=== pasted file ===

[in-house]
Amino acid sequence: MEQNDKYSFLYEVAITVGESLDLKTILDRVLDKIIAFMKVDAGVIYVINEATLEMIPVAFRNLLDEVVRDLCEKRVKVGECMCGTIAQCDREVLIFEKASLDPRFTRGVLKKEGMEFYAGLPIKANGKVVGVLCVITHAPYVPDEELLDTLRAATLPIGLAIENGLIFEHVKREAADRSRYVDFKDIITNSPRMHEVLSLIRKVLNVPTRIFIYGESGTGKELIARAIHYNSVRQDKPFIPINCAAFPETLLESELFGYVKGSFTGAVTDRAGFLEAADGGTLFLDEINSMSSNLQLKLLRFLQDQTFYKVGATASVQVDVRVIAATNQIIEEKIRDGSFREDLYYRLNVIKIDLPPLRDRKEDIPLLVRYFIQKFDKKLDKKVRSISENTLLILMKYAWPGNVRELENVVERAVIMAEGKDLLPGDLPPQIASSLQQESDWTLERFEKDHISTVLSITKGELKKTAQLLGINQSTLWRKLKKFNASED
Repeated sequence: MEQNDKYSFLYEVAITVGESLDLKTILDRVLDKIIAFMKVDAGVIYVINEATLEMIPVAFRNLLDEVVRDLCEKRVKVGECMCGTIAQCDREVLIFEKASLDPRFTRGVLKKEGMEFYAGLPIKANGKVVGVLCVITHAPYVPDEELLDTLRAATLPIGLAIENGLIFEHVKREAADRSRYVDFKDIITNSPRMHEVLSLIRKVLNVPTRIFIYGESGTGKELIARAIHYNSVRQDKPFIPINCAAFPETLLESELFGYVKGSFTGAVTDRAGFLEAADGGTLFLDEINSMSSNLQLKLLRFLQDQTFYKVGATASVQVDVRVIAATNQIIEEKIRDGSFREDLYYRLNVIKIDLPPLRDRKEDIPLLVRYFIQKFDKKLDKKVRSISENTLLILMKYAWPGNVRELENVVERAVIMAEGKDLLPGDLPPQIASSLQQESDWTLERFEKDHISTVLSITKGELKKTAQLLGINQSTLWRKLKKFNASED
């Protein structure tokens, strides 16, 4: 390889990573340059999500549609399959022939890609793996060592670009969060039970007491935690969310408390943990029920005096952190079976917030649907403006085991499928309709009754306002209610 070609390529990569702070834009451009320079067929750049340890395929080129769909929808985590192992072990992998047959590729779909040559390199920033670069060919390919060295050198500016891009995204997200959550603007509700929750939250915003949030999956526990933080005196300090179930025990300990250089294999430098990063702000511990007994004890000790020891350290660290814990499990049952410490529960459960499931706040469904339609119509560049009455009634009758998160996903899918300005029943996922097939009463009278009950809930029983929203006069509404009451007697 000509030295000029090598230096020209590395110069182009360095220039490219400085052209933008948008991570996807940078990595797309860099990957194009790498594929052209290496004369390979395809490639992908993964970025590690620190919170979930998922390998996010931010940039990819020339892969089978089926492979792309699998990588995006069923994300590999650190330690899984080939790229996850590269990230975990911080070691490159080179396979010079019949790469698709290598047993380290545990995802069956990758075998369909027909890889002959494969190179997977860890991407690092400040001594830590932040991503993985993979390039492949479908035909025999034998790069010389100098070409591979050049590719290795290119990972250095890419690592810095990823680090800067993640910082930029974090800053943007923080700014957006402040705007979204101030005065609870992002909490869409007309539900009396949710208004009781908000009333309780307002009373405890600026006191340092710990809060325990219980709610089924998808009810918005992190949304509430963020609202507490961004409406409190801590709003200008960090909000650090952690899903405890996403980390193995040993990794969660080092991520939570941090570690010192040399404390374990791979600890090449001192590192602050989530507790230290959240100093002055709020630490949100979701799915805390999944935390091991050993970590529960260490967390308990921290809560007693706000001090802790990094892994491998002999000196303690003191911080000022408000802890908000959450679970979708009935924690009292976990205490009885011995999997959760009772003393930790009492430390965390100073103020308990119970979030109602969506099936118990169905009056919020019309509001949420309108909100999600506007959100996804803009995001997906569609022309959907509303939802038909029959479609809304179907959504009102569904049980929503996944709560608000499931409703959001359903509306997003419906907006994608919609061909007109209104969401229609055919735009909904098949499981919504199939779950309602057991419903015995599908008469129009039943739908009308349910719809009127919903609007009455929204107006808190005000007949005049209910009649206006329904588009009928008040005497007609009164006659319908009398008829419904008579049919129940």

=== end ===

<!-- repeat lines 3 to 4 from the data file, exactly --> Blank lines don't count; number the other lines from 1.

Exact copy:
Repeated sequence: MEQNDKYSFLYEVAITVGESLDLKTILDRVLDKIIAFMKVDAGVIYVINEATLEMIPVAFRNLLDEVVRDLCEKRVKVGECMCGTIAQCDREVLIFEKASLDPRFTRGVLKKEGMEFYAGLPIKANGKVVGVLCVITHAPYVPDEELLDTLRAATLPIGLAIENGLIFEHVKREAADRSRYVDFKDIITNSPRMHEVLSLIRKVLNVPTRIFIYGESGTGKELIARAIHYNSVRQDKPFIPINCAAFPETLLESELFGYVKGSFTGAVTDRAGFLEAADGGTLFLDEINSMSSNLQLKLLRFLQDQTFYKVGATASVQVDVRVIAATNQIIEEKIRDGSFREDLYYRLNVIKIDLPPLRDRKEDIPLLVRYFIQKFDKKLDKKVRSISENTLLILMKYAWPGNVRELENVVERAVIMAEGKDLLPGDLPPQIASSLQQESDWTLERFEKDHISTVLSITKGELKKTAQLLGINQSTLWRKLKKFNASED
């Protein structure tokens, strides 16, 4: 390889990573340059999500549609399959022939890609793996060592670009969060039970007491935690969310408390943990029920005096952190079976917030649907403006085991499928309709009754306002209610 070609390529990569702070834009451009320079067929750049340890395929080129769909929808985590192992072990992998047959590729779909040559390199920033670069060919390919060295050198500016891009995204997200959550603007509700929750939250915003949030999956526990933080005196300090179930025990300990250089294999430098990063702000511990007994004890000790020891350290660290814990499990049952410490529960459960499931706040469904339609119509560049009455009634009758998160996903899918300005029943996922097939009463009278009950809930029983929203006069509404009451007697 000509030295000029090598230096020209590395110069182009360095220039490219400085052209933008948008991570996807940078990595797309860099990957194009790498594929052209290496004369390979395809490639992908993964970025590690620190919170979930998922390998996010931010940039990819020339892969089978089926492979792309699998990588995006069923994300590999650190330690899984080939790229996850590269990230975990911080070691490159080179396979010079019949790469698709290598047993380290545990995802069956990758075998369909027909890889002959494969190179997977860890991407690092400040001594830590932040991503993985993979390039492949479908035909025999034998790069010389100098070409591979050049590719290795290119990972250095890419690592810095990823680090800067993640910082930029974090800053943007923080700014957006402040705007979204101030005065609870992002909490869409007309539900009396949710208004009781908000009333309780307002009373405890600026006191340092710990809060325990219980709610089924998808009810918005992190949304509430963020609202507490961004409406409190801590709003200008960090909000650090952690899903405890996403980390193995040993990794969660080092991520939570941090570690010192040399404390374990791979600890090449001192590192602050989530507790230290959240100093002055709020630490949100979701799915805390999944935390091991050993970590529960260490967390308990921290809560007693706000001090802790990094892994491998002999000196303690003191911080000022408000802890908000959450679970979708009935924690009292976990205490009885011995999997959760009772003393930790009492430390965390100073103020308990119970979030109602969506099936118990169905009056919020019309509001949420309108909100999600506007959100996804803009995001997906569609022309959907509303939802038909029959479609809304179907959504009102569904049980929503996944709560608000499931409703959001359903509306997003419906907006994608919609061909007109209104969401229609055919735009909904098949499981919504199939779950309602057991419903015995599908008469129009039943739908009308349910719809009127919903609007009455929204107006808190005000007949005049209910009649206006329904588009009928008040005497007609009164006659319908009398008829419904008579049919129940």